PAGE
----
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The Daily Wildcat

The Daily Wildcat

 

    UA experts urge water conservation

    UA scientists and national water experts will rely on water programs and marketing tactics to change consumers’ behaviors regarding water conservation.

    Under the mantra “”All the water that will ever be is right now,”” a panel of five experts highlighted different aspects of water conservation strategies in the Intelligent Use of Water Summit III at the UA yesterday.

    Ronald Stoltz, director of the UA School of Landscape Architecture and a panelist, highlighted the

    “”A lot of people don’t think about it, but you pay more for your cell phones and your cable TV than you do for water.””

    – Robert Glennon,

    law professor and panel moderator

    university’s latest water-conservation research project, which will be a part of the new College of Architecture and Landscape Architecture building.

    The CALA building, currently under construction, will be centralized around a tiered water-conservation garden.

    “”Engineers estimated an 87 percent reduction of potable water use for the garden, but we are aiming for 100 percent,”” Stoltz said.

    The garden will have streams that flow through terraces that will recreate five different Arizona ecosystems.

    The panelists said implementing new programs is only one component of the solution and also stressed the importance of responsibility and education.

    “”No matter how much we do for conservation, we need to think about re-allocating water,”” said Robert Glennon, a law professor who was the panel moderator.

    Thirty-six states will suffer significant water shortages by 2013, according to research conducted by the Government Accountability Office.

    Glennon said some people save water out of a sense of ethics, but for the people who do not, the U.S. needs to force water conservation in the marketplace.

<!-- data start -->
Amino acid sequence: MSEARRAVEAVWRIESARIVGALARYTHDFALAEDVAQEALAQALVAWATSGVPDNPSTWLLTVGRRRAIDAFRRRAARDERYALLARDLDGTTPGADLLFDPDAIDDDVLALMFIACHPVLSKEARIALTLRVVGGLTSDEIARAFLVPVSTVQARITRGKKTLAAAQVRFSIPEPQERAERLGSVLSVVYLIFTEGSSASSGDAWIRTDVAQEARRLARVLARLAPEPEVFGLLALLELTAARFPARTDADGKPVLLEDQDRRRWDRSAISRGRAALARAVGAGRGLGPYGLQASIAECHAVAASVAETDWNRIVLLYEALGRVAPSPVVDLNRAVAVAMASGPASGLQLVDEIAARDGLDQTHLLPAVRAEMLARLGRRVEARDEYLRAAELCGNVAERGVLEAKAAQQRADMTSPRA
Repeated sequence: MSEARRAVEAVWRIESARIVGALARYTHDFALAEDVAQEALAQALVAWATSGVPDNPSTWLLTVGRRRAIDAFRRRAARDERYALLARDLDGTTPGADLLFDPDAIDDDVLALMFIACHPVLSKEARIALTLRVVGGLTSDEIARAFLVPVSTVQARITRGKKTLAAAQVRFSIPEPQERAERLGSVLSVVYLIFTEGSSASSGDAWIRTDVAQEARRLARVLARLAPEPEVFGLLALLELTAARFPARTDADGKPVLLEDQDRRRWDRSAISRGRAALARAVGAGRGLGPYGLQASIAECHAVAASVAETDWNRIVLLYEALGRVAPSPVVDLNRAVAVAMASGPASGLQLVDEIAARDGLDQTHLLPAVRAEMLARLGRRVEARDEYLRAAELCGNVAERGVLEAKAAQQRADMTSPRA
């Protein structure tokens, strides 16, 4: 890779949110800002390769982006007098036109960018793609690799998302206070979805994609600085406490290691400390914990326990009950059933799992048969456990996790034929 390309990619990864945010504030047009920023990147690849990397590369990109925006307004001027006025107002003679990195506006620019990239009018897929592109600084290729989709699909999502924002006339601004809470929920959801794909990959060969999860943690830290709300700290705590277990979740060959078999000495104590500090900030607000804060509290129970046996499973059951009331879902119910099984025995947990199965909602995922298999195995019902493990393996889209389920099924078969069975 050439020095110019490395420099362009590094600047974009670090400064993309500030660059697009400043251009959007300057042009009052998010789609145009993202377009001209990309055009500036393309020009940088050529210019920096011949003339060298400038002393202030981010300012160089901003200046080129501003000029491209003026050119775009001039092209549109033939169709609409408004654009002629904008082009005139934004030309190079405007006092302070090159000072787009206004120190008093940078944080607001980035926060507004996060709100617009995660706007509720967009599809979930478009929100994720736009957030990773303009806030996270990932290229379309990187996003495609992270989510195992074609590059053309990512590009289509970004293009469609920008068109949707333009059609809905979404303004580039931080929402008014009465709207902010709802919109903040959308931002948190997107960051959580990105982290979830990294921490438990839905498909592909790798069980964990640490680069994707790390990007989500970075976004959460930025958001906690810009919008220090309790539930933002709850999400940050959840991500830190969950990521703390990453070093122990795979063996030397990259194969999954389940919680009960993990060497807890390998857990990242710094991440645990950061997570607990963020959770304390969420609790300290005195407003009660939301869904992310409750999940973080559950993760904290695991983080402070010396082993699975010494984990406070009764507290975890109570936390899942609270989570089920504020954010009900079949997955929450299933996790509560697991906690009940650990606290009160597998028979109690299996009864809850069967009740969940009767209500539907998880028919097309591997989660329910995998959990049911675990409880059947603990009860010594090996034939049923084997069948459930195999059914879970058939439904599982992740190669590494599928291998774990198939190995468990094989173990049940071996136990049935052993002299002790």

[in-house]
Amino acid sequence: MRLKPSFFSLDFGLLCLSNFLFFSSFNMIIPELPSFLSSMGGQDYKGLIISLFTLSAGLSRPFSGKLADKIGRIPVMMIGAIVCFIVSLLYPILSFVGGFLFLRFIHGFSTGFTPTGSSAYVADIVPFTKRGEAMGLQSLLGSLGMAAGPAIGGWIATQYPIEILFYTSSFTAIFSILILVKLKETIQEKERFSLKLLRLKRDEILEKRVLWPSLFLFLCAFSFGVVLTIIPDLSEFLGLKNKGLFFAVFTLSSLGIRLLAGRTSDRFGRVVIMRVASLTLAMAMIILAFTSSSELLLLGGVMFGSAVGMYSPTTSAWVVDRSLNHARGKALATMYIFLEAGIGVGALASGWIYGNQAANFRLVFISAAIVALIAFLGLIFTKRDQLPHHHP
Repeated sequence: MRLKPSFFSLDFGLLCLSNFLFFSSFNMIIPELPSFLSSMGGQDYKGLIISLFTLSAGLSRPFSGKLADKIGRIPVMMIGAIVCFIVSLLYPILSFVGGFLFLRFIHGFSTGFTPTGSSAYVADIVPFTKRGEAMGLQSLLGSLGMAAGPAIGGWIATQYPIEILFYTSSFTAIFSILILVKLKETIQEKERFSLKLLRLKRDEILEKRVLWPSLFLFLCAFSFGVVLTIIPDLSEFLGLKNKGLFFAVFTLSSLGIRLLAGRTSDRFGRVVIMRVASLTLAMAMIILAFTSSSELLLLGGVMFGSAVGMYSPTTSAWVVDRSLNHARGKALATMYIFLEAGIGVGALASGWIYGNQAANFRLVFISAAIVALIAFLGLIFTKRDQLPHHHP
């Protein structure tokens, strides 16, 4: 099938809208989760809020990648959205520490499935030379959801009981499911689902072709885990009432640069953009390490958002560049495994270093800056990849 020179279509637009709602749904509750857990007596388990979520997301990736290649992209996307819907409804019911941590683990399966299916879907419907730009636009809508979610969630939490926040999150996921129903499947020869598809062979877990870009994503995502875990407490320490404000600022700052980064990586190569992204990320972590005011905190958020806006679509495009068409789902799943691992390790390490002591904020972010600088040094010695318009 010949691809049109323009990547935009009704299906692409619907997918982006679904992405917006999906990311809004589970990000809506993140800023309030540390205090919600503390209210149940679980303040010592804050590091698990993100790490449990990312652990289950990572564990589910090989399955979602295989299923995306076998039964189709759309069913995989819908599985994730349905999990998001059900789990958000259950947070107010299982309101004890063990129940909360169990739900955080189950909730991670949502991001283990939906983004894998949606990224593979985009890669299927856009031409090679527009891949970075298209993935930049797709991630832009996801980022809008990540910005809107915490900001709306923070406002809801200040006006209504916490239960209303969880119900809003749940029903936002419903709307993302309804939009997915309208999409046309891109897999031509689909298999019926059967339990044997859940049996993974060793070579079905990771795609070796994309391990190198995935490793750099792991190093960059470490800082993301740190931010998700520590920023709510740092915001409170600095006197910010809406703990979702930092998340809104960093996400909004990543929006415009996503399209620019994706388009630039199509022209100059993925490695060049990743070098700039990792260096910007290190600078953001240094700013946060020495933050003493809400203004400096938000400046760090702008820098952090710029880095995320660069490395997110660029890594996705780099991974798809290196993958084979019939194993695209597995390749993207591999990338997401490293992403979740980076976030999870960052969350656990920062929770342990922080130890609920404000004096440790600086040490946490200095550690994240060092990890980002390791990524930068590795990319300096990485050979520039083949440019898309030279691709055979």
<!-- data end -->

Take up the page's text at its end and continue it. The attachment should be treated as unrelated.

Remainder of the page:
This could be done either by “”command and control”” (i.e., higher rates for those who use more water) or through marketing water-saving technology.

    “”A lot of people don’t think about it, but you pay more for your cell phones and your cable TV than you do for water,”” said Glennon.

    Glennon, who also serves as water policy adviser to Pima County, referred to the current situation with well drilling in Arizona as “”a classic example of the tragedy of the commons,”” comparing the water table to a milkshake with everyone sticking in a straw to get their share.

    Other water experts also had programs planned.

    The Water Education for Teachers program produces guides that educate teachers in all aspects of hydrology, providing them with tools to help students manage water wisely.

    “”We will be integrating our program with the No Child Left Behind Act, to include wise use of water into class content,”” said Kerry Schwartz, director of the Arizona WET program.

    Joanna Kind, an environmental scientist with the Eastern Research Group Inc., is the main consultant for the Environmental Protection Agency’s WaterSense program, which will soon be nationally implemented.

    “”The WaterSense program will transform the marketplace to where (water-conscious) practices become commonplace,”” Kind said.

    Products with a WaterSense label, such as plumbing equipment and bathroom fixtures, will be 20 percent more efficient and perform as well or better than counterparts, said Kind.

    The program will gain more momentum this fall with the coordination of promotional sponsors, manufacturers, retailers and developers.

    Faulty parts causing leakage account for nearly 14 percent of a household’s 400-gallon daily average, according to the American Water Works Association Research Foundation.

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